Trey Songz’ ‘Trigga’ Review

R&B heartthrob Trey Songz’ sixth studio album ‘Trigga’ is all rigged up and ready to go.


Trey Songz has come a long ways, from cornrows and love songs, to star status and a healthy catalog to show for it. This time around, Trigga displays the consistency and creativity of his work ethic and how when you find a method that works, it’s wise to stick with it and then build from it.

Sex sells. And this artist continues to sell it in various forms, from both physical and mental perspectives, which is easily seen within his suggestive lyrics. The album opens up with “Cake,” and Trey makes it clear that he wants it all. “You say you can’t have cake and eat it too, but ain’t that what you supposed to do?”Although sex appeal continues to be a source of focus, there are tracks like “Yes, No, Maybe” that evokes psychological differences between the mind and the heart, “Disrespectful” that examines ulterior motives, and hit “Smartphones” that discusses what happens when you get caught and the importance of the little white lie.


Trey, without question, has a demanding and soulful voice that’s distinctive and perfect for the world of R&B music, but he structures his vocals through hip-hop inspired tracks where he’s heavy on bridges and sings over his background vocals which sonically makes his music have a more dramatic effect like on “I Know (Can’t Get Back).” Then he switches that exact flow back around and is still able to remain his dominance on smooth head bobbing records like “All We Do” & “Y.A.S.”

There are a lot of accomplices that help quality, like the familiar voice of Nicki Minaj. “Dead Wrong,” produced by The Featherstones features up and comer Ty Dolla $ign, and “Late Night” produced by Mike WiLL Made that features Juicy J are some of the certified club bangers with a signature trap inspired beat of 808 drums that has become so popular and that continue to give off that raw, urban sound. These are the songs that have catapulted Trigga’s career in the past. But what’s most surprising is his collaboration with Justin Bieber on the “Foreign (Remix).”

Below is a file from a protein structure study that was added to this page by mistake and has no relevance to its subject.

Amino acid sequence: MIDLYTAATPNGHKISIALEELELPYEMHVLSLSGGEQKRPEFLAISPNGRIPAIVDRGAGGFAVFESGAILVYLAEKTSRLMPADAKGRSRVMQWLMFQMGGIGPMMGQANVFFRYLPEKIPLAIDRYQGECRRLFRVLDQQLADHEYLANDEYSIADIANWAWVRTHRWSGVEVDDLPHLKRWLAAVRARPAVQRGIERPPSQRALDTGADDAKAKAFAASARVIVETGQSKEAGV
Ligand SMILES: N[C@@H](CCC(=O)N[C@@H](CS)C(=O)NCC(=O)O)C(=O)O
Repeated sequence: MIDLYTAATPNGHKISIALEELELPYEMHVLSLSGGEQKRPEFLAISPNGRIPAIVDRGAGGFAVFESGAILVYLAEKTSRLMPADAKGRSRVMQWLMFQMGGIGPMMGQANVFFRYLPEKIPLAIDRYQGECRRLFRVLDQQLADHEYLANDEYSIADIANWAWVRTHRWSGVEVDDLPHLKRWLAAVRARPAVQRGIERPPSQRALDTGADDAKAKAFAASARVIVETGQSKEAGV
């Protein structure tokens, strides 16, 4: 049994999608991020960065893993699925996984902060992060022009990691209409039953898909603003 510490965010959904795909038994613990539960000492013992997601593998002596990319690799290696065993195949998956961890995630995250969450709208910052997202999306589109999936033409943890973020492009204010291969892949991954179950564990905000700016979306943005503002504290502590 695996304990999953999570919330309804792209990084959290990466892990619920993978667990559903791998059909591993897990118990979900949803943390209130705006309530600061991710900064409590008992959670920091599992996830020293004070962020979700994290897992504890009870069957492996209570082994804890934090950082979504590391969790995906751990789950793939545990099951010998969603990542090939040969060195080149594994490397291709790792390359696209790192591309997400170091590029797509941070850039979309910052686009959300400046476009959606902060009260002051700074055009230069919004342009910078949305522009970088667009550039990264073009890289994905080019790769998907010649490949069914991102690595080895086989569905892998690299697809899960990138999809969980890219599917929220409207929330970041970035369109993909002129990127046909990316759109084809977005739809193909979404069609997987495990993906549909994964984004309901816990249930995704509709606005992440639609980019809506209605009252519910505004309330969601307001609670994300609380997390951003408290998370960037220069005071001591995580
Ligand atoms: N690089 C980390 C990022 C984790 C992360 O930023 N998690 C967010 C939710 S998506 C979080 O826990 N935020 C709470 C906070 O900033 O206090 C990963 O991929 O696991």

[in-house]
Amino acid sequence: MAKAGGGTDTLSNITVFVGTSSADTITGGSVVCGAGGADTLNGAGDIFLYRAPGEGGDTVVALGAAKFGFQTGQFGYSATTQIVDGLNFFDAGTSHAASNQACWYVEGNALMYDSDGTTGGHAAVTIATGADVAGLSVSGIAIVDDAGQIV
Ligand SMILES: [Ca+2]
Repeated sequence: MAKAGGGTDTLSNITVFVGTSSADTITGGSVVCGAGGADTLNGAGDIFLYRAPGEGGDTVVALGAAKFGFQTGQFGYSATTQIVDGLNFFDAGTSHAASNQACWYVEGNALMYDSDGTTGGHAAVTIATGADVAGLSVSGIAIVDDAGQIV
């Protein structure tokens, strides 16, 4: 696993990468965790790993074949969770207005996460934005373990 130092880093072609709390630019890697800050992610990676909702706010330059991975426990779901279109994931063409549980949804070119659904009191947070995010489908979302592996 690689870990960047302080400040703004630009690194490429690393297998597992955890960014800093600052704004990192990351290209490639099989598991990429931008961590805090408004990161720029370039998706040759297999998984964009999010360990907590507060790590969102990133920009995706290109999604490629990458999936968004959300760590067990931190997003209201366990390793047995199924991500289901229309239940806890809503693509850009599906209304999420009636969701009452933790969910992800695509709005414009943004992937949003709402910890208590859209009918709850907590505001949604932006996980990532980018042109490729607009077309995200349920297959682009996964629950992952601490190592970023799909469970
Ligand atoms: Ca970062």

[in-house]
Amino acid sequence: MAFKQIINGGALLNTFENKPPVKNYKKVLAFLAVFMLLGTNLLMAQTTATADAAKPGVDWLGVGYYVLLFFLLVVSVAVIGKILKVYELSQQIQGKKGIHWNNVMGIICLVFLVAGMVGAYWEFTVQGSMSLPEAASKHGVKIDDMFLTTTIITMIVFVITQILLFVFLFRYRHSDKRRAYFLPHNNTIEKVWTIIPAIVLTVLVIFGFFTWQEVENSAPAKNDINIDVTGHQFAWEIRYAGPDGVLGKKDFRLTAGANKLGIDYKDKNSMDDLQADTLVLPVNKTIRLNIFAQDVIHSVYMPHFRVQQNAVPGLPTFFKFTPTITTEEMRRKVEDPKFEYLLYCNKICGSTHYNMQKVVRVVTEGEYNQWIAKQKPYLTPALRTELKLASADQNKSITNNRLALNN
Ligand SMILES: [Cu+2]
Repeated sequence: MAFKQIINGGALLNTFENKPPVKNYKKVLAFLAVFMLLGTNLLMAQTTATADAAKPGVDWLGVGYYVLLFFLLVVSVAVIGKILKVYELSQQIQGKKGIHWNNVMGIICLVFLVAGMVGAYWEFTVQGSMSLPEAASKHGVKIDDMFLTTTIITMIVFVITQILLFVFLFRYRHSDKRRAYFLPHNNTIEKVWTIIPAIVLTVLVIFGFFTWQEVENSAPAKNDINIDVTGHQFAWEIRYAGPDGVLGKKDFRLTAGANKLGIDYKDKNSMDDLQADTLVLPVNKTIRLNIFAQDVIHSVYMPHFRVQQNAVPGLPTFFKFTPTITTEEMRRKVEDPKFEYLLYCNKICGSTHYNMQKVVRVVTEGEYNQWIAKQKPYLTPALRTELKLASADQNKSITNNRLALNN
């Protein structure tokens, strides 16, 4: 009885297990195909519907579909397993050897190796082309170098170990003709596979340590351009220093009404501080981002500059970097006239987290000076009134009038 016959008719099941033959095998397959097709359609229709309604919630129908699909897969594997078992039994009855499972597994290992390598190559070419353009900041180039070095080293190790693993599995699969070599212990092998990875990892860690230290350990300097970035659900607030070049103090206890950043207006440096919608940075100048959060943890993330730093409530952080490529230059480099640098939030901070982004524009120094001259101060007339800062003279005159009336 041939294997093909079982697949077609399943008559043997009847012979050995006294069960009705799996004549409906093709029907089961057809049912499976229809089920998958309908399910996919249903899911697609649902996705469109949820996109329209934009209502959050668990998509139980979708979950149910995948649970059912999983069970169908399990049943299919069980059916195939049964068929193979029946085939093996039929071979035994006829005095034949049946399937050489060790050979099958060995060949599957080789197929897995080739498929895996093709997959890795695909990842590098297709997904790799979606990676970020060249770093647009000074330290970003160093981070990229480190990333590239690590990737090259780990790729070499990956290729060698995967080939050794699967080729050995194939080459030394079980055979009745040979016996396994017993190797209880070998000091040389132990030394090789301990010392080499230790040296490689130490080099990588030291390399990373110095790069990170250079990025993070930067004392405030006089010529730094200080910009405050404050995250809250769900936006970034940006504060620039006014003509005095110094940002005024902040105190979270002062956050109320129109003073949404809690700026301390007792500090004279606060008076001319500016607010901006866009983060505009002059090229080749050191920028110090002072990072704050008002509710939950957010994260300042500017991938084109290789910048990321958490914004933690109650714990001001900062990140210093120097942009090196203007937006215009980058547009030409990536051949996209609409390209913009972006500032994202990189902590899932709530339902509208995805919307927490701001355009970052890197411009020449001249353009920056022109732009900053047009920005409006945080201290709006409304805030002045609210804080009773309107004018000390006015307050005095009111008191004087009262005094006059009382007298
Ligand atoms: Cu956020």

Trigga is well thought out and shows a big deal of artistic development. It’s catchy, captivating, and easy to listen to. Trey Songz is now a veteran in his industry, his confidence isn’t wavered and his experimenting isn’t stagnant, this album delivers.

Did Trey live up to the hype? What song are you listening to the most? Let us know in the comments below.


*This review of ‘Trigga’ is based on the 17-track Deluxe Edition.
About Kendra Allen (49 Articles)
Kendra Allen is a music writer at So of course I like books and music and thangs. I also like cereal. You can find me @happyisfeet on Twitter and Tumblr.

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